3.7.3. ESWL

3.7.3.1. Factors Affecting SWL

3.7.3.1.1. Stone Composition

3.7.3.1.2. Stone size

3.7.3.1.3. Patient size

3.7.3.2. Contraindication of SWL

3.7.3.2.1. Pregnancy

3.7.3.2.2. Uncorrected coagulopathy

3.7.3.2.3. UTI

3.7.3.2.4. Uncontrolled hypertension

3.7.3.2.5. Distal obstruction

3.7.4. Ureteroscopy

3.7.4.1. Indications

3.7.4.1.1. Distal ureteral stones that have failed conservative treatment

3.7.4.1.2. Ureteral stones>1cm

3.7.4.1.3. Some Renal stones not amenable to ESWL

3.7.4.2. Flexible Ureteroscope

3.7.4.3. Holminum Laser Lithotripsy

3.7.4.4. PCNL

3.7.4.4.1. Indications

3.7.5. Percutaneous Renal Access

3.7.6. Prevention

3.7.6.1. General measures

3.7.6.1.1. Can reduce 5 year recurrence by 60%

3.7.6.1.2. Increase fluid intake to maintain urine output >2 lts./day

3.7.6.1.3. Low animal protein diet (1g/kg/d)

3.7.6.1.4. Low sodium diet (2-3g/day)

3.7.6.1.5. Calcium restriction not normally required

3.8. Complications

3.8.1. Hemorrhage, Obstruction, and Infection

3.9. Summary

3.9.1. Low urine output is the most common cause for renal stones

3.9.2. Noncontrast CT is the best initial diagnostic test

3.9.3. Clinicians should assess the need for urgent intervention and the likelihood of spontaneous passage

3.9.4. Urologic intervention must be individualized.

3.9.5. Open surgery is rarely required

4. Prostate Cancer

4.1. Prostate Anatomy

4.1.1. Normal prostate Anatomy

4.1.1.1. The prostate normally produces fluid important to the survival of sperm. After the reproductive years, it is the source of significant morbidity and mortality to men through BPH and prostate cancer. It is strategically located near the nerves for sexual function (nervi erigentes), external urinary sphincter, rectum, bladder, and the ureters.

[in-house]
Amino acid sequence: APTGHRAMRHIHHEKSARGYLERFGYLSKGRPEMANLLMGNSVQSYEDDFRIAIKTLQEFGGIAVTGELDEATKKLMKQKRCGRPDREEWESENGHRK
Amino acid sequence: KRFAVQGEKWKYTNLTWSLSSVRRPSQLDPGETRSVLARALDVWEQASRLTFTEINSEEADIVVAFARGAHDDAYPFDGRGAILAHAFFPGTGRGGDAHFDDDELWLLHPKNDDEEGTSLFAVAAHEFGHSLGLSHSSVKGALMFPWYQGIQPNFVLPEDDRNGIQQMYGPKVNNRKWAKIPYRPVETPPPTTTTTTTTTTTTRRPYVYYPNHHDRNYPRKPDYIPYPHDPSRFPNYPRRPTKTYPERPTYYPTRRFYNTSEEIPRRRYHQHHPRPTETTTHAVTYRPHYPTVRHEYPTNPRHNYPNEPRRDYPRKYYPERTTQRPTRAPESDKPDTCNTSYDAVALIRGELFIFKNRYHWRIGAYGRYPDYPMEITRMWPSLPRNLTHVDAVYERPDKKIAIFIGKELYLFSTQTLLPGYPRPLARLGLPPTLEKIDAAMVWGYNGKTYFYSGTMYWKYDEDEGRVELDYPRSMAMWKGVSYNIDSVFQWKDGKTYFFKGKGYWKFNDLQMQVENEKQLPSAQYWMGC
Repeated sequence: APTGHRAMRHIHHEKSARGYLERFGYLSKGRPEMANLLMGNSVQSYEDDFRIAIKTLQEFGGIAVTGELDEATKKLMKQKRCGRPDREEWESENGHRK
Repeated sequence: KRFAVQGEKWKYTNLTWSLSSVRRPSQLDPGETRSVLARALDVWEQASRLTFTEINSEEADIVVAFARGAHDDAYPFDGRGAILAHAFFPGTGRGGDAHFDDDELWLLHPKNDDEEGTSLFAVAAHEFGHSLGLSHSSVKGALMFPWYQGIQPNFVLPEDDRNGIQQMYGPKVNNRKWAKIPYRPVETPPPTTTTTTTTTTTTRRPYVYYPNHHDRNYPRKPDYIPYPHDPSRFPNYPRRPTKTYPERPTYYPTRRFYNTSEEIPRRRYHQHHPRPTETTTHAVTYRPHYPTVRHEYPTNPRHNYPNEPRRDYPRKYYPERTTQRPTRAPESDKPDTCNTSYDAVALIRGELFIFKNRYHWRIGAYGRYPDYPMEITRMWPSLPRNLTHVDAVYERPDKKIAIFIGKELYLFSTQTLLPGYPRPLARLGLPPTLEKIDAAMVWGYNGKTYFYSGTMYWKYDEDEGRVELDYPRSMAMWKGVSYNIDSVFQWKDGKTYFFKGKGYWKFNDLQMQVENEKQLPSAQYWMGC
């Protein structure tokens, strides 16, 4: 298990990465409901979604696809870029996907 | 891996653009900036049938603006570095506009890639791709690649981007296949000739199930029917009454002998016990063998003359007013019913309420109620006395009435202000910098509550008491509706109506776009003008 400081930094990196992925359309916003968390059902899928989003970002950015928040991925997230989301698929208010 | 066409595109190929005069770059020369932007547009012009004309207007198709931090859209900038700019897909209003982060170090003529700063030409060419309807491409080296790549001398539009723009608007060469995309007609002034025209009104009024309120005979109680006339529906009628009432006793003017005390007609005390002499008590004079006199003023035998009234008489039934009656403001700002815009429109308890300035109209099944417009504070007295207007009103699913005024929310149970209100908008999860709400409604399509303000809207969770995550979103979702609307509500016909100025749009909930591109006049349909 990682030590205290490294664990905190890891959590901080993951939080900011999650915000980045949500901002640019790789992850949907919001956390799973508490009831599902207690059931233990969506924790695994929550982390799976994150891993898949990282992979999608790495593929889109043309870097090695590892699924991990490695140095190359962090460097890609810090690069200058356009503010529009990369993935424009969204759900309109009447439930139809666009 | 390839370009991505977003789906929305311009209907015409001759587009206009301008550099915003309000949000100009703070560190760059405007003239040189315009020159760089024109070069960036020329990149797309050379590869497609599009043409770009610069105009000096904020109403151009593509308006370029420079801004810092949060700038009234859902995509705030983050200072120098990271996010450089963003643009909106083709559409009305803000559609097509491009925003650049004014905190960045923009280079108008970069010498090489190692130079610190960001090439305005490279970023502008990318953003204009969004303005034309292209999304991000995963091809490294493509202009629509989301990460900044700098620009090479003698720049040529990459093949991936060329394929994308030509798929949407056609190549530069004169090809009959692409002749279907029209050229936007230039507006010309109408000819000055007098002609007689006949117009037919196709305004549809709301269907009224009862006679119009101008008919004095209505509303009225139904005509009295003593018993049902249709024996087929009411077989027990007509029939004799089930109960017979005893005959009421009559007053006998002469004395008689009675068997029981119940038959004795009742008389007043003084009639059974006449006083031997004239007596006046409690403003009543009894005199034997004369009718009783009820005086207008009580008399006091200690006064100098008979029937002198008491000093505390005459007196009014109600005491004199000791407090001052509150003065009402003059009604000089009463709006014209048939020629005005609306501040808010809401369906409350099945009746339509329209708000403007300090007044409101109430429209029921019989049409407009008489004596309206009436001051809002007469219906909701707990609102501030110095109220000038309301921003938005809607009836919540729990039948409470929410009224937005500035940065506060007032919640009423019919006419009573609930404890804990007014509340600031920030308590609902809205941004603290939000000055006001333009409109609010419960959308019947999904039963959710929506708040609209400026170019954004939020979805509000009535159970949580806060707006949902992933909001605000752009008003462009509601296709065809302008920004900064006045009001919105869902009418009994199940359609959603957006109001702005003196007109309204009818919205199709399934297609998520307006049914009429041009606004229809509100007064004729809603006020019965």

4.1.2. Prostate and Bladder Proximity

4.1.2.1. Seen in this schematic view, the prostate encircles the urethra just below the bladder. The nervi erigentes course posterolateral to the prostate and lateral to the urethra. These parasympathetic nerves cause release of nitric oxide in the corpora cavernosa which is responsible for male erections.

4.2. Prostate Screening

4.2.1. Note: The prevalence of prostate cancer increases with age.

4.2.1.1. Additionally, the prevalence of BPH increases with age as well; however, it is a gradual increases in prevalence.

4.2.2. Prostate Specific Antigen

4.2.2.1. Serine protease related to the kallekrein family

4.2.2.2. Normal function is to liquefy the ejaculate

4.2.2.3. First developed by forensic pathologists for use in sexual assault cases

4.2.2.4. Almost completely specific to prostate tissue

4.2.2.5. Details about PSA Screening

4.2.2.5.1. The characterization of serum prostate specific antigen (PSA) has been undoubtedly the most significant advance in prostate cancer in many years. PSA was first isolated and characterized by forensic pathologists for use in sexual assault cases. It is a serine protease, related to the kallekrein family, which is produced by the epithelial cells in the prostate. Its normal function appears to be to liquefy the ejaculate. This enzyme is only produced by prostate tissue.